For the last five years of economic expansion, Congress has been unwilling to use fiscal policy to try to encourage faster growth. That has left the Fed as the only game in town, and the Bernanke Fed again and again turned to quantitative easing and ultralow interest rate policies to try to shock the economy into speedier expansion. Ms. Yellen was the No. 2 official at the Fed for most of this time, and helped engineer the policies.But this has contributed to an imbalanced form of growth in the United States. Many of the first-order effects of the Fed’s bond buying have been, for example, to drive up the stock market and to help lower mortgage rates. Because stocks are disproportionately owned by the wealthy and the upper middle class have been in best position to refinance their mortgages, the benefits of Fed policy for middle and low-income workers have been more indirect.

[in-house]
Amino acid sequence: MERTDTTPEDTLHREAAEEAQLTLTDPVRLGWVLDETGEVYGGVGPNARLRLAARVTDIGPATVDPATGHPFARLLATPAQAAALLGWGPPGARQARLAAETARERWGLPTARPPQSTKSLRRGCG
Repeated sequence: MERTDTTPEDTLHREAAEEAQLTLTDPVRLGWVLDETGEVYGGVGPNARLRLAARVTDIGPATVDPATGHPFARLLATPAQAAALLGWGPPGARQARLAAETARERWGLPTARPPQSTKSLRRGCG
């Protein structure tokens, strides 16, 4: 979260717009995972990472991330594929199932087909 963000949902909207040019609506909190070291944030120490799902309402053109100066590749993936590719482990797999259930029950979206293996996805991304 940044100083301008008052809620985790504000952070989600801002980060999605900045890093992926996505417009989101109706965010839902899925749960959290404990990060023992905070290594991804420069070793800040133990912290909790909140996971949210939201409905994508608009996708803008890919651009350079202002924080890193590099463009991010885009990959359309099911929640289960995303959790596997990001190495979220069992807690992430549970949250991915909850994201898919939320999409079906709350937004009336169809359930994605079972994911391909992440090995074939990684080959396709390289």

Blogs I Follow
- Chang-Rae Lee’s On Such a Full Sea is a readable dystopia that really pushes the reader to think hard
- Enjoyed Cynthia Ozick’s story “The Coast of New Zealand” in The New Yorker
- Boneland by Alan Garner
- Encadrement du responsable du centre multimédia de Houndé (CMH) sur les techniques de rédaction des livres pour enfants
- Funny in Farsi by Firoozeh Dumas
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